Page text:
X-COM: Terror from the Deep

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X-COM: Terror from the Deep
North American MS-DOS cover art
Developer(s) MicroProse
Publisher(s) MicroProse
Hasbro Interactive
2K Games
Producer(s) Stuart Whyte
Designer(s) Stephen Goss[1]
Programmer(s) Bill Barna
Annette Bell
Nick Thompson
Artist(s) Paul Ayliffe
Nick Cook
Edward Garnier
Composer(s) John Broomhall
Series X-COM
Engine UFO: Enemy Unknown (updated)
Platform(s) Windows, MS-DOS, PlayStation
Release 1 June 1995 (PC)[2]
1996 (PlayStation)
Genre(s) Real-time strategy, turn-based tactics
Mode(s) Single-player

X-COM: Terror from the Deep is a turn-based strategy video game developed and published by MicroProse in 1995 for the PC. It is the sequel to UFO: Enemy Unknown (aka X-COM: UFO Defense) and the second game of the X-COM series.


Terror from the Deep is set in 2040, four decades after the events of Enemy Unknown. Following the destruction of the alien Brain on Cydonia, a transmitter remained active there which awakened a group of aliens under the Earth's seas who had lain dormant for millions of years. After awakening, the aliens proceed to terrorize seagoing vessels and port cities, kidnapping humans to perform bizarre genetic experiments on them. X-COM, which had been disbanded after the first alien war, is revived by the Earth's governments to fight this new menace as the aliens' ultimate goal is to reawaken their supreme leader, a being that cannot be stopped once revived.

Eventually, it is revealed the aquatic aliens, cousins of the Sectoids from Enemy Unknown, came to Earth on a massive spacecraft, known as T'Leth, that crashed into what is now the Gulf of Mexico 65 million years ago, causing the extinction of the dinosaurs. Destruction of T'Leth by the player results in victory but also accidentally results in another worldwide environmental cataclysm, destroying the ecosystem of Earth and setting the stage for the third game in the series, X-COM: Apocalypse.


MicroProse wanted Mythos Games to make a sequel to Enemy Unknown in six months. Julian Gollop felt that the only way to do so was to change the graphics and make minor changes to the gameplay. Eventually, MicroProse licensed Mythos' code and their internal UK studio created Terror from the Deep within a year, while Mythos Games began developing Apocalypse.[3] MicroProse artist Terry Greer recalled:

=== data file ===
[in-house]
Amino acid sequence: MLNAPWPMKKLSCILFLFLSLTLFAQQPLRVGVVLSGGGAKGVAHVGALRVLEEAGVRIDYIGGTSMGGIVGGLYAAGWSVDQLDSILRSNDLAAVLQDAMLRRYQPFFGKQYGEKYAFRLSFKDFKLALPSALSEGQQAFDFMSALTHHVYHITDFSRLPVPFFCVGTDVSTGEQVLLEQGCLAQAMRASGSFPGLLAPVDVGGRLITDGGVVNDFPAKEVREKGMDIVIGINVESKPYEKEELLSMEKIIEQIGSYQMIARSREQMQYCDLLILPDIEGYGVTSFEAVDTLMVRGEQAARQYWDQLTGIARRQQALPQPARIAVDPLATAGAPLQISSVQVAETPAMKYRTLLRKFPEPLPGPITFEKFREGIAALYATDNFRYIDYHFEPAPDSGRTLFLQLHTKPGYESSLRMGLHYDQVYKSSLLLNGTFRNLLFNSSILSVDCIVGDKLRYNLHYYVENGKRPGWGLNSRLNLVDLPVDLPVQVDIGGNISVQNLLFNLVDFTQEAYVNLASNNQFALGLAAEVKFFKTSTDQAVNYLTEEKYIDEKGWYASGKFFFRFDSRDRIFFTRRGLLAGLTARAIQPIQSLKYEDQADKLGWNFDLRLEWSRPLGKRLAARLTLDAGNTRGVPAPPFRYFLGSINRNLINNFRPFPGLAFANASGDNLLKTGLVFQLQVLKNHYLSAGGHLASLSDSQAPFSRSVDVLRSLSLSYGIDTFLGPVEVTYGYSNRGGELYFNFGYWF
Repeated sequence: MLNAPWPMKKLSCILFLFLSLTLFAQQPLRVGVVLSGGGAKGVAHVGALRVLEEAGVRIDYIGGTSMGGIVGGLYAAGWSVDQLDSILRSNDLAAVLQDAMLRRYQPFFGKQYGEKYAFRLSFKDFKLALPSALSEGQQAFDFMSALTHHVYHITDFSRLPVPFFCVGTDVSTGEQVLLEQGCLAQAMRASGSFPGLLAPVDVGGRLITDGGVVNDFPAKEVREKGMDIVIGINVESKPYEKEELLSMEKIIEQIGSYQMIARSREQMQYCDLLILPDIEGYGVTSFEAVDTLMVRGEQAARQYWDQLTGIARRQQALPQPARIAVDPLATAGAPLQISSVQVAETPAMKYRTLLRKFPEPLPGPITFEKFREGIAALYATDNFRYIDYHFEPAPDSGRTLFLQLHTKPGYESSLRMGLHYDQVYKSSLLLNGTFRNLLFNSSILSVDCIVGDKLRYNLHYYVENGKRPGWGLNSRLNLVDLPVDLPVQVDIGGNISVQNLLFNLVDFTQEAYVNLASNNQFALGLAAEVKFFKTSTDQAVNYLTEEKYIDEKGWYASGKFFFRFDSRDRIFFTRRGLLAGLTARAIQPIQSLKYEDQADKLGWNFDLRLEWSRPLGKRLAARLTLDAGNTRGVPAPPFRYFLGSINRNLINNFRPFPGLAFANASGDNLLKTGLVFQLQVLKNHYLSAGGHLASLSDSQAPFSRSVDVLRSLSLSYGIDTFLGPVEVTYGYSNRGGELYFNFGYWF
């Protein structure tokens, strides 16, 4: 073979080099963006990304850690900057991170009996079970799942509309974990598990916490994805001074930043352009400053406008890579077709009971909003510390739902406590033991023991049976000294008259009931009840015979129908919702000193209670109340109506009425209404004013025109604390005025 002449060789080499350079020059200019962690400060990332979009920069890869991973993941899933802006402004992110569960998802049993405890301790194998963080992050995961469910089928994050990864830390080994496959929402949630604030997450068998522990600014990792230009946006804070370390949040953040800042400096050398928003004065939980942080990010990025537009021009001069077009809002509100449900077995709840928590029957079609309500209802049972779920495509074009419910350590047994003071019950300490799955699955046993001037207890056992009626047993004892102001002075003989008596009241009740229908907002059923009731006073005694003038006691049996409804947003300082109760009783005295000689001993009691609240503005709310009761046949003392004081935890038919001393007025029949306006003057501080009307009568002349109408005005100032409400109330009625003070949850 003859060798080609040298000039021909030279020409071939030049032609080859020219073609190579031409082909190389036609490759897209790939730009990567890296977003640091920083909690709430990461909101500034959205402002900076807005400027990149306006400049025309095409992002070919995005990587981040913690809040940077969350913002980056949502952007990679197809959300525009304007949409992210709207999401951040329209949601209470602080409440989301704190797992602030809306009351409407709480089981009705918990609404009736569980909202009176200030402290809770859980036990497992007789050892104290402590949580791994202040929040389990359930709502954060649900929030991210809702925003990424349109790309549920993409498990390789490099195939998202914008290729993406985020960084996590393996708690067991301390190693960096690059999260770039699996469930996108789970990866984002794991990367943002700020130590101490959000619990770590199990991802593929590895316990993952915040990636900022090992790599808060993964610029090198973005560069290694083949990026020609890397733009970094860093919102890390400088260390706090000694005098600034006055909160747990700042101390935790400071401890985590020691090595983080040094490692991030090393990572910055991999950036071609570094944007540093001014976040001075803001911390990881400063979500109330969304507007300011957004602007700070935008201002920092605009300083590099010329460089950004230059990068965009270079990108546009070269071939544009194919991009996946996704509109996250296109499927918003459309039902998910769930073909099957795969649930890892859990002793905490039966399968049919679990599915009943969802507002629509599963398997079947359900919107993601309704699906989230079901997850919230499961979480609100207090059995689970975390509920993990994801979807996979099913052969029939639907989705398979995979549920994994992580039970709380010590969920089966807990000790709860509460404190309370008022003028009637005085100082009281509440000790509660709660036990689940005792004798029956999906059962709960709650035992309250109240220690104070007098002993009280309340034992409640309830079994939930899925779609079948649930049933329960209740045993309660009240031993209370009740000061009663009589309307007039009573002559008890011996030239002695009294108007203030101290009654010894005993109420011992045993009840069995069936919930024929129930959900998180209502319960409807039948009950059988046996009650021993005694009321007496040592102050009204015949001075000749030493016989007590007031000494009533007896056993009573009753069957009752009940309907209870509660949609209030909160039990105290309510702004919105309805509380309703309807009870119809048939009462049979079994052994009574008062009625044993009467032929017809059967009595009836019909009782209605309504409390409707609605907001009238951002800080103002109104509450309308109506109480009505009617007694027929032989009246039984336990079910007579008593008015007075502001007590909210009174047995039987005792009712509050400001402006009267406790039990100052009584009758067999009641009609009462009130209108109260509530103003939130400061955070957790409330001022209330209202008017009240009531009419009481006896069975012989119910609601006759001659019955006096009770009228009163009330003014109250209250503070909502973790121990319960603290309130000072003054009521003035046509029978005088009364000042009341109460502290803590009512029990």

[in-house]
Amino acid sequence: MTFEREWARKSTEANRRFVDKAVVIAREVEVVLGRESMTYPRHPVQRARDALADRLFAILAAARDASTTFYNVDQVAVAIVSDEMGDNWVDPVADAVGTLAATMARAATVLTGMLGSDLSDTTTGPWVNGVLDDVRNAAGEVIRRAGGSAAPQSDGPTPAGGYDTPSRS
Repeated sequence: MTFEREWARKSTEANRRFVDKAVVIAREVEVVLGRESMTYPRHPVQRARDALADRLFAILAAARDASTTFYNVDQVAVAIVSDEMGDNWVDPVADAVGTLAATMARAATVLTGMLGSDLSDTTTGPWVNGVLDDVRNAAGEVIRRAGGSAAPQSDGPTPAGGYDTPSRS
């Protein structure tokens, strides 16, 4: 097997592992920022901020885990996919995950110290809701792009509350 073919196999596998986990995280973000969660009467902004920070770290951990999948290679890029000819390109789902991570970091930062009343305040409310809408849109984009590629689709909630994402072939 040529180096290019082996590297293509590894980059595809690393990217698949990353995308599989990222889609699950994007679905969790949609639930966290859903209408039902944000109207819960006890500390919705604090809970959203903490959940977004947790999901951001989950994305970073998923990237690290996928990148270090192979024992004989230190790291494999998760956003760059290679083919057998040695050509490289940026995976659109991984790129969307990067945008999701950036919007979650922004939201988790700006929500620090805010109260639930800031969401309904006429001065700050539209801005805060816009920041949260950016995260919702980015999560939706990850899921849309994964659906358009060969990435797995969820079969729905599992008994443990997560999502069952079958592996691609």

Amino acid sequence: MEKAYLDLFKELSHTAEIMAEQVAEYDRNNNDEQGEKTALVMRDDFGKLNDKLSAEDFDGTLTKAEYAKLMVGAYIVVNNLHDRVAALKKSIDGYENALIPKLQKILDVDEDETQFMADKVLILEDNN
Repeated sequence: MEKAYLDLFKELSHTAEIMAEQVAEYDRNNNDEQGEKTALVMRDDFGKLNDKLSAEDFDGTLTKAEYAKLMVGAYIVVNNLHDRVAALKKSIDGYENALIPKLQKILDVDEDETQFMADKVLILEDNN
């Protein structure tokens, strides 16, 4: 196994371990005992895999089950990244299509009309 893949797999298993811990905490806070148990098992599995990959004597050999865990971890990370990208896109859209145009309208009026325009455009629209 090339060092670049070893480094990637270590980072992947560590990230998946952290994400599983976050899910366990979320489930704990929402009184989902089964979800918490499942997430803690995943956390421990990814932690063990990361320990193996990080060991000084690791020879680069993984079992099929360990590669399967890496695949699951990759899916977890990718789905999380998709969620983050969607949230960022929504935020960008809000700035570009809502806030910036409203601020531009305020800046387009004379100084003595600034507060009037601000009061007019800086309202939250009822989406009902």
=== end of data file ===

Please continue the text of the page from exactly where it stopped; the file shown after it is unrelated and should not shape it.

A decision was made to use the original engine, reskin the graphics and create a whole new story. By keeping changes to the absolute minimum a sequel could be created in just a few months. Also, by not inventing any new game features or game technology it would make the scheduling one largely led purely by asset creation – which makes it whole lot easier when it comes to estimating task durations and scheduling.[4]

Simultaneously with making the console ports of Terror, MicroProse UK began work on their X-COM: Alliance project.


X-COM Terror from the Deep was originally released on 1 June 1995 for PC DOS. It was ported to the PlayStation in 1996. In 1998, a Windows 95 port was released with Enemy Unknown as part of the X-COM Collector's Edition.

On 4 May 2007, Terror from the Deep was released on Steam by 2K Games, who has inherited the franchise (first only for the Windows XP, but a later update which enabled Windows Vista support). The game has been also re-released as part of the compilations X-COM Collector's Edition by MicroProse in 1998, X-COM Collection by Hasbro Interactive in 1999, X-COM: Complete Pack by 2K Games in 2008 and 2K Huge Games Pack in 2009.


Review scores
Publication Score
GameSpot 7.2/10[5]
PC Gamer (UK) 92%[6]
PC Gamer (US) 82%[7]
PC Zone 94%[8]

Together with its predecessor, UFO: Enemy Unknown, Terror from the Deep's sales had passed 1 million copies by March 1997.[9]

Terror from the Deep was received mostly very well. PC Gamer UK called it to be "not only a great sequel to UFO but a superb game in its own right."[6] On the other hand, GameSpot stated that "apart from new art and a handful of new combat options, this is exactly the same game as UFO Defense, only much more difficult."[5]

Julian Gollop criticised MicroProse for "some classic mistakes in turn-based games, which is to make the difficulty too tough and the levels too big, long and tedious to get through."[10] According to Jake Solomon, the lead designer of XCOM: Enemy Unknown, MicroProse did few new things with the sequel "except made it brutally harder and made the cruise ships four times longer than any human could realistically make," yet still the game "was awesome."[11]

The fan-created OpenXCom project, originally an improved, modernized remake of UFO Defense, also added TFTD support which fixed a number of bugs and programming oversights in the original game, including better enemy AI.

See also[edit]



  1. ^ Stokes, Nick (1995). X-COM: Terror From The Deep Game Play Manual. MicroProse Software. p. 89. 
  2. ^ "X-COM: Terror from the Deep – PC – IGN". Uk.pc.ign.com. 2013-08-27. Retrieved 2013-09-02. 
  3. ^ "The Story of X-Com". Eurogamer. 28 November 2010. Retrieved 28 November 2010. 
  4. ^ http://www.terrygreer.com/xcomterrorfromthe-deep.html
  5. ^ a b Dulin, Ron (1 May 1996). "TFTD review by GameSpot". GameSpot. Retrieved 30 October 2010. 
  6. ^ a b PC Gamer, April 1995
  7. ^ "PC Gamer Online | X-COM: Terror from the Deep". Web.archive.org. 1999-12-11. Archived from the original on 11 December 1999. Retrieved 2013-09-02. 
  8. ^ PC Zone, May 1995
  9. ^ Coleman, Terry (March 1997). "Winter Wonderland". Computer Gaming World (152): 209, 210. 
  10. ^ "Julian Gollop on XCOM – Edge Magazine". Edge-online.com. Retrieved 2013-09-02. 
  11. ^ "Know Your Enemy: Firaxis On XCOM, Part 1". Rock, Paper, Shotgun. 2012-07-25. Retrieved 2013-09-02. 

External links[edit]

  • Official website
  • UFOPaedia: An extensive wiki containing information, analysis, strategy, and other resources for this and other games in the series.